In today’s ridiculous news, we finally found out why Kaskade was attacking DJ Mag on Twitter in regards to the DJ Mag Top 100 poll.

The stem of the aggravation? His artist bio when you click his name on the list of the Top 100 poll. If you’re too lazy to click (c’mon, just admit it) you can read it in full below as well as further discussion on the matter.

“From: Los Angeles, California

Style: EDM, progressive  

Last year, Kaskade’s management made a song and dance about him answering a few simple questions for our poll. This year, they went one step further — insisting the main man was too busy on tour to answer the questions we put his way.

He’s not the only one, but all things considered this LA-based DJ/producer is fast becoming as notorious for his potty-mouth as he is his musical output. Last year, for example, he famously told us that “Anyone over the age of 30 is suspect in a nightclub” (Kaskade is 44), while this year he’s been taking pop-shots at rock royalty in the shape of Sir Paul McCartney.

To give you a bit of background, at this year’s Lollapalooza Festival, the sound bleed from Kaskade’s stage meant that it interrupted McCartney’s acoustic guitar during a tribute to John Lennon.

“I intended this,” McCartney joked as Kaskade’s bass crossed over to his stage. “It’s like a crazy mash-up of this song and whatever they’re playing over there.”
Kaskade’s response? “I love that!

There’s something irreverent about electronic music, that it’s very young and youthful, so the fact that I pissed some old guy off is very funny. Life achievement unlocked.”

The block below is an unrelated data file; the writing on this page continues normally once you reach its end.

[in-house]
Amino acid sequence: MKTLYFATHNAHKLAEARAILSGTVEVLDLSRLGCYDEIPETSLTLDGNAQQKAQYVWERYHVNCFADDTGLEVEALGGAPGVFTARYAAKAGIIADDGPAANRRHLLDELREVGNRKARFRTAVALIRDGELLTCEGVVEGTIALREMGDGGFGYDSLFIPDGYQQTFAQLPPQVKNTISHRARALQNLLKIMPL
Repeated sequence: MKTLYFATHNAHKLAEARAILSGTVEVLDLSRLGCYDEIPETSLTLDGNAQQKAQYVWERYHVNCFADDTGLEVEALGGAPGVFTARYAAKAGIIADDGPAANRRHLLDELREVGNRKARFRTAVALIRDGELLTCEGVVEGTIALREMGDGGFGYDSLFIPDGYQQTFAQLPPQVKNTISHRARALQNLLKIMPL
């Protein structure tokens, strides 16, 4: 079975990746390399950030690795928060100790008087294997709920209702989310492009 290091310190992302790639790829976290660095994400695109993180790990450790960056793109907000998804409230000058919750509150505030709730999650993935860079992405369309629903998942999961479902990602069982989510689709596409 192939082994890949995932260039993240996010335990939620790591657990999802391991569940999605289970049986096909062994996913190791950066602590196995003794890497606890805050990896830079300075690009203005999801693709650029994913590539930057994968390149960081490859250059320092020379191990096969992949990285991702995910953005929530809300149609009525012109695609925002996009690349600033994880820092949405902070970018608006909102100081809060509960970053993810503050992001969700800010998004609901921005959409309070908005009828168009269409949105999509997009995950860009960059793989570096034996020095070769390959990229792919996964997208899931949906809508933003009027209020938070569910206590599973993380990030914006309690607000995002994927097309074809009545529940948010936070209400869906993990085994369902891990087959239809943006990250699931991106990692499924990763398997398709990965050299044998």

Douche. He might be big business in Vegas and a regular fixture in the Top 100, but with this sort of outspoken carry-on it’s surely only a matter of time before this man’s antics relegate him to a bin marked ‘obscurity’. Kaskade, please, stick with the day job, mate.”

So obviously, this is way out of line. Biographies are supposed to be accurate descriptions of artists’ backgrounds and recent success, not biased tirades that directly attack an individual over an incident that the writer was probably not even in attendance to witness for himself. Kaskade was simply jovial in his response, as he almost always is – and perhaps even joking on the matter. He assuredly intended no offense, and we don’t believe the legend, Paul McCartney, so much as batted an eye at the possibly obtuse remark. For a writer working on a piece that was intended for accurate and promotional reporting, calling Kaskade a “douche” is completely unacceptable and, in fact, only detrimental to whatever integrity is left for DJ Mag and their paid-for Top 100 poll.